• Surface Water Initiative for Tomorrow (SWIFT) – The SWIFT project is being advanced by the Hampton Roads Sanitation District (HRSD) and is an innovative water treatment project   designed to further protect the region’s environment, enhance the sustainability of the region’s long-term groundwater supply and help address environmental pressures such as Chesapeake Bay restoration, land subsidence/sea level rise and saltwater intrusion.

SWIFT takes highly treated water that would otherwise be discharged into the Elizabeth, James or York rivers and puts it through additional rounds of advanced water treatment to meet drinking water quality standards. The SWIFT Water is then added to the Potomac Aquifer, the primary source of groundwater throughout eastern Virginia.

  • Economic Development Sites Inventory – The HRPDC staff, in collaboration with HREDA and Reinvent Hampton Roads, is coordinating a regional economic development sites inventory to raise awareness about the need for shovel ready economic development sites in Hampton Roads.  This project is outlining a strategy to advance the region’s economic development sites to a Tier 4 and 5 category using the Virginia Economic Development Partnership’s Tier System.
  • Regional Industrial Facilities Act (RIFA) – Following the February HRPDC meeting where the economic development sites inventory was discussed, the Chief Administrative Officer Committee has continued to discuss the potential for a regional approach to prepare economic development sites in exchange for revenue sharing after these sites are developed.  At the last two CAO Committee meetings, the Peninsula localities briefed the region’s CAOs on the Eastern Virginia RIFA.  The EVRIFA was designed to allow Southside localities to join this framework, and provides a structure for regional coordination and revenue sharing.
  • Hampton Roads Economic Development Alliance (HREDA) – HRPDC staff continues to convene and coordinate efforts to restructure HREDA as a regional economic development entity.  A Memorandum of Agreement (MOA) between the Alliance’s public sector members and HREDA is being considered for approval by the Organization’s member localities.

Several of these regional efforts represent “generational projects” which collectively can compete with regional efforts in any other metropolitan region in the country.  Mr. Crum stressed the importance of the region marketing these regional efforts in a positive manner to effectively tell the story of the Hampton Roads region.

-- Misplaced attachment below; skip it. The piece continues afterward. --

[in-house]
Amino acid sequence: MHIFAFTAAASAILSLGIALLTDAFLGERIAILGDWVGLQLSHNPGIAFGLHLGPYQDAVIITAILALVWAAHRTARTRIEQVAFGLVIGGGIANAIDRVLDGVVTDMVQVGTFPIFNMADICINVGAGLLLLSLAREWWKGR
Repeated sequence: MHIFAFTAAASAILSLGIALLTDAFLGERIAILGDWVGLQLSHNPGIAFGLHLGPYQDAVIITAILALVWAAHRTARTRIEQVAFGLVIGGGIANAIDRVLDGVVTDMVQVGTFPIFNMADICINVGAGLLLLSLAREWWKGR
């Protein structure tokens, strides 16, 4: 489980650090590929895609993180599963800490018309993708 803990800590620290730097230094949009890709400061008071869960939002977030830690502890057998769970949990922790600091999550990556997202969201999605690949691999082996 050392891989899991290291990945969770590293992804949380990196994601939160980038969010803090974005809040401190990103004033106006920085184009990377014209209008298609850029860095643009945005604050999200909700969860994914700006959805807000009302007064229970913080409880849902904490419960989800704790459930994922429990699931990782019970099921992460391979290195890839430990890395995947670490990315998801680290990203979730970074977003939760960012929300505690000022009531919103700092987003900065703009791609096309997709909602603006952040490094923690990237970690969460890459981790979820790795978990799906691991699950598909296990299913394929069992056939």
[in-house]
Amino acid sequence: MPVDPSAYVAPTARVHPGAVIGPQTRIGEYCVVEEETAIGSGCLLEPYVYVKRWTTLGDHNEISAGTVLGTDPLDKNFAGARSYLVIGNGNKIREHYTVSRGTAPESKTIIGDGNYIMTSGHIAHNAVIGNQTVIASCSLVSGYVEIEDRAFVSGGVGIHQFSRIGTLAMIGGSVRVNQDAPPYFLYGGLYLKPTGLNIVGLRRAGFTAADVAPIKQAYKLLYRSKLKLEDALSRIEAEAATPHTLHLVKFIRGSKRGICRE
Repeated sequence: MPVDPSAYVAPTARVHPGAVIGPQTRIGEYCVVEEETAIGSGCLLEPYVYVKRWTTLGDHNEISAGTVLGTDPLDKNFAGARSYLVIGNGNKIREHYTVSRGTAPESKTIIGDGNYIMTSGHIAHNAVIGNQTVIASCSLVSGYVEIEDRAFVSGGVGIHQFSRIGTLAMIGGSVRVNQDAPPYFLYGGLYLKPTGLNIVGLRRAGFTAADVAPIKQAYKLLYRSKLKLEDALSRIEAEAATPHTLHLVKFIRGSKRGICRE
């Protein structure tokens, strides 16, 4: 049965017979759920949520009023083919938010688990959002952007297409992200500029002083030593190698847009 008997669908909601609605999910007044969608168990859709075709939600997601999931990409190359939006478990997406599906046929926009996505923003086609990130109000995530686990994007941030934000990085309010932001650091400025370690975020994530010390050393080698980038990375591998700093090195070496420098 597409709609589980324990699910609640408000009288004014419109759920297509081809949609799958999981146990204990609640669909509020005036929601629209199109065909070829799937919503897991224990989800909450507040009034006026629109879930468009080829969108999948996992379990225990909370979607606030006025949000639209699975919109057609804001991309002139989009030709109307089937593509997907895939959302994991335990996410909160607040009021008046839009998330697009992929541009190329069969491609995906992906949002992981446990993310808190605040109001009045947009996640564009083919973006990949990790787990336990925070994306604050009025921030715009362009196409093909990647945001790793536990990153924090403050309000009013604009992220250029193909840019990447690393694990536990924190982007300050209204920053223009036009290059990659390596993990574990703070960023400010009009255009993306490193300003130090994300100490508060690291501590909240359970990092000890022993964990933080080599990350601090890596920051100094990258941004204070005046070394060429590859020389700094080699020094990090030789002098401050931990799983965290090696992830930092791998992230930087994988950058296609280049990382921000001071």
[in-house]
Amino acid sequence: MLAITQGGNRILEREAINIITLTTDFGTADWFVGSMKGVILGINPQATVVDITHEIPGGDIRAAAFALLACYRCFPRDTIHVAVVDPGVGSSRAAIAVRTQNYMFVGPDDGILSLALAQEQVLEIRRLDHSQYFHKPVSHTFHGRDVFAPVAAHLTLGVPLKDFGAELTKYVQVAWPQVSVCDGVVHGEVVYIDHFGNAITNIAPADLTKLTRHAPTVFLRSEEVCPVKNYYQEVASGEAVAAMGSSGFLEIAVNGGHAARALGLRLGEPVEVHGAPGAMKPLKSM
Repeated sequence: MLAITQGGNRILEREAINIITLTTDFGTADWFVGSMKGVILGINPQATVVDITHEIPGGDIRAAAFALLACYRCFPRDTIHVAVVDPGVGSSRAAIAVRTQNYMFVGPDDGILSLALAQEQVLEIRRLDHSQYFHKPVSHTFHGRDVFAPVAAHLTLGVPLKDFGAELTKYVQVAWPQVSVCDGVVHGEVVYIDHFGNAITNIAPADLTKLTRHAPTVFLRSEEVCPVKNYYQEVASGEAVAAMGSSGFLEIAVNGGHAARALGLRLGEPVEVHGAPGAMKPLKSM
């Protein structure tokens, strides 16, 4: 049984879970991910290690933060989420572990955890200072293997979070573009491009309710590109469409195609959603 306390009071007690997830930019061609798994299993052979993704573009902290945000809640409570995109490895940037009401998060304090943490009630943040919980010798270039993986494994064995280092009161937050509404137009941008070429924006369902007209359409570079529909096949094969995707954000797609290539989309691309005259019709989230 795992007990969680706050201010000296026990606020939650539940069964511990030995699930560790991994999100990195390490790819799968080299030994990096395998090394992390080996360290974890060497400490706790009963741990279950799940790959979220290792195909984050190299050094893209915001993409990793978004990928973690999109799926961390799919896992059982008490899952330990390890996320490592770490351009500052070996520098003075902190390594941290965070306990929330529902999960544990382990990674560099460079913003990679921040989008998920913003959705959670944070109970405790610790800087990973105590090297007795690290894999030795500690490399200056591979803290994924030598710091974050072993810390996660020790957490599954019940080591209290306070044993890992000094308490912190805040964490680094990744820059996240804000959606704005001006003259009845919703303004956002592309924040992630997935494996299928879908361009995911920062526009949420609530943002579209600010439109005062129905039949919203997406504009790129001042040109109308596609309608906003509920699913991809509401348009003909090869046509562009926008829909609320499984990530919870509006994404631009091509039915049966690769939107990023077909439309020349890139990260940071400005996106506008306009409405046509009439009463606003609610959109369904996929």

Other Items

The HRPDC also approved a Consent Agenda which included the following items:

  • 2019 Community Development Block Grant (CDBG) Regional Priorities

The Virginia CDBG Program provides funding to eligible units of local government to address critical community development needs, including housing, infrastructure and economic development.  This program has been administered by the Virginia Department of Housing and Community Development (DHCD) since 1982.  CDBG funds are made available to DHCD by the U.S. Department of Housing and Urban Development (HUD).

Each year, the Virginia DHCD requests Planning District Commissions to rank regional priorities for the Virginia CDBG Program and provide a list of anticipated CDBG project proposals from non-entitlement localities.  The HRPDC approved the following CDBG priorities for the 2019 program year:

Priority #1

Comprehensive Community Development

Housing – Housing Rehabilitation

Housing – Housing Production Assistance

Priority #2

Economic Development – Job Creation and Retention

Economic Development – Site Redevelopment

Community Facility

Priority #3

Economic Development – Development Readiness

Economic Development – Business District Revitalization

Community Service Facility

Expected 2019 CDBG Proposals from eligible HRPDC non-entitlement localities and the category for each are as follows:

James City County – Housing Preservation: Scattered Site (Housing – Housing Rehabilitation)

City of Franklin – Madison Street Project Phase II (Comprehensive Community Development)

York County – Carver Gardens Rehabilitation Project Phase II (Housing – Housing Rehabilitation)

Isle of Wight County – James River Christian Academy (Comprehensive Community Development)

  • Virginia Retirement System (VRS) Voluntary Group Long Term Care Insurance Program

The VRS administers the Commonwealth of Virginia Voluntary Group Long Term Care Insurance Program, which is underwritten by Genworth Life Insurance Company.  The program is employee-paid, and there is no cost to the HRPDC to elect to provide it to its employees.  The HRPDC has elected to provide this program to staff as a voluntary benefit.

Next Meeting

The next meeting of the Hampton Roads Planning District Commission will be held on May 16th at 12:30 pm at the Regional Building located at 723 Woodlake Drive in Chesapeake.